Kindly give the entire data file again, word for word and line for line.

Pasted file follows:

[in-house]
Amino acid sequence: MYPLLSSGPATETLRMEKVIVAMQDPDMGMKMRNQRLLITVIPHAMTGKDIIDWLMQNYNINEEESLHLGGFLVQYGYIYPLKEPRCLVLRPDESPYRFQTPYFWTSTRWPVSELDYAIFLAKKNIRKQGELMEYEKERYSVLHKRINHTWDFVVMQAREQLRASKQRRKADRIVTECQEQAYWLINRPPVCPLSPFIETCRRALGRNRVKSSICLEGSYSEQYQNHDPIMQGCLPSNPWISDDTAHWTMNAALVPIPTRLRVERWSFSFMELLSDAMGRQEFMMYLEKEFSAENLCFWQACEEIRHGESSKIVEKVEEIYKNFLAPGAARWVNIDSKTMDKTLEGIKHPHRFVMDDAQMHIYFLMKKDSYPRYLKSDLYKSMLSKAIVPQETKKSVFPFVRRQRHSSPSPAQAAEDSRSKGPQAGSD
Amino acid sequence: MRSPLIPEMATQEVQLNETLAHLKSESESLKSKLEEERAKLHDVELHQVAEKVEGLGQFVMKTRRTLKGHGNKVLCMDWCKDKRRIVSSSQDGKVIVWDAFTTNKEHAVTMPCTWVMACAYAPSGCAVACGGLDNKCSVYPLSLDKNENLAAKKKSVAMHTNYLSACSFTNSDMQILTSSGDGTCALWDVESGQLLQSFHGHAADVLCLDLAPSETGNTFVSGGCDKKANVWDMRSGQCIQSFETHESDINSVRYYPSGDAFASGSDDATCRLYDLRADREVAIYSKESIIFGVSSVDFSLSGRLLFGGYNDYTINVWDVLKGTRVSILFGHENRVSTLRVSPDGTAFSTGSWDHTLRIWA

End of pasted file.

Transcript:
[in-house]
Amino acid sequence: MYPLLSSGPATETLRMEKVIVAMQDPDMGMKMRNQRLLITVIPHAMTGKDIIDWLMQNYNINEEESLHLGGFLVQYGYIYPLKEPRCLVLRPDESPYRFQTPYFWTSTRWPVSELDYAIFLAKKNIRKQGELMEYEKERYSVLHKRINHTWDFVVMQAREQLRASKQRRKADRIVTECQEQAYWLINRPPVCPLSPFIETCRRALGRNRVKSSICLEGSYSEQYQNHDPIMQGCLPSNPWISDDTAHWTMNAALVPIPTRLRVERWSFSFMELLSDAMGRQEFMMYLEKEFSAENLCFWQACEEIRHGESSKIVEKVEEIYKNFLAPGAARWVNIDSKTMDKTLEGIKHPHRFVMDDAQMHIYFLMKKDSYPRYLKSDLYKSMLSKAIVPQETKKSVFPFVRRQRHSSPSPAQAAEDSRSKGPQAGSD
Amino acid sequence: MRSPLIPEMATQEVQLNETLAHLKSESESLKSKLEEERAKLHDVELHQVAEKVEGLGQFVMKTRRTLKGHGNKVLCMDWCKDKRRIVSSSQDGKVIVWDAFTTNKEHAVTMPCTWVMACAYAPSGCAVACGGLDNKCSVYPLSLDKNENLAAKKKSVAMHTNYLSACSFTNSDMQILTSSGDGTCALWDVESGQLLQSFHGHAADVLCLDLAPSETGNTFVSGGCDKKANVWDMRSGQCIQSFETHESDINSVRYYPSGDAFASGSDDATCRLYDLRADREVAIYSKESIIFGVSSVDFSLSGRLLFGGYNDYTINVWDVLKGTRVSILFGHENRVSTLRVSPDGTAFSTGSWDHTLRIWA